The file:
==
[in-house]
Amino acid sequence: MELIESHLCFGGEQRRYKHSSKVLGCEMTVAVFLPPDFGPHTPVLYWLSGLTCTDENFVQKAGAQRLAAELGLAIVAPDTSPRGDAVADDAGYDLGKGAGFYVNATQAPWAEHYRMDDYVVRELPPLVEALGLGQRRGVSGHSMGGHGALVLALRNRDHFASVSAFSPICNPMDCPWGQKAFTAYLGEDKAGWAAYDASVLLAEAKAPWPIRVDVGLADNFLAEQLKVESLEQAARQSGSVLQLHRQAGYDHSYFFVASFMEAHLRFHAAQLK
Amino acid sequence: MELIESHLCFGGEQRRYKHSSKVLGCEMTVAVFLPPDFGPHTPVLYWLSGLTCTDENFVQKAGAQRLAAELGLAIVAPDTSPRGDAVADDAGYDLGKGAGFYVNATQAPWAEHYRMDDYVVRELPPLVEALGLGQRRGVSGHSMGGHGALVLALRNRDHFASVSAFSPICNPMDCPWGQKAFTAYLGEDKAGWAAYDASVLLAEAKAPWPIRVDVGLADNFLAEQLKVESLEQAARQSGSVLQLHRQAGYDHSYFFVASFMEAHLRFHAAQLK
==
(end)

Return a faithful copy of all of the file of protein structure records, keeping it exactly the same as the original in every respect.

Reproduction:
[in-house]
Amino acid sequence: MELIESHLCFGGEQRRYKHSSKVLGCEMTVAVFLPPDFGPHTPVLYWLSGLTCTDENFVQKAGAQRLAAELGLAIVAPDTSPRGDAVADDAGYDLGKGAGFYVNATQAPWAEHYRMDDYVVRELPPLVEALGLGQRRGVSGHSMGGHGALVLALRNRDHFASVSAFSPICNPMDCPWGQKAFTAYLGEDKAGWAAYDASVLLAEAKAPWPIRVDVGLADNFLAEQLKVESLEQAARQSGSVLQLHRQAGYDHSYFFVASFMEAHLRFHAAQLK
Amino acid sequence: MELIESHLCFGGEQRRYKHSSKVLGCEMTVAVFLPPDFGPHTPVLYWLSGLTCTDENFVQKAGAQRLAAELGLAIVAPDTSPRGDAVADDAGYDLGKGAGFYVNATQAPWAEHYRMDDYVVRELPPLVEALGLGQRRGVSGHSMGGHGALVLALRNRDHFASVSAFSPICNPMDCPWGQKAFTAYLGEDKAGWAAYDASVLLAEAKAPWPIRVDVGLADNFLAEQLKVESLEQAARQSGSVLQLHRQAGYDHSYFFVASFMEAHLRFHAAQLK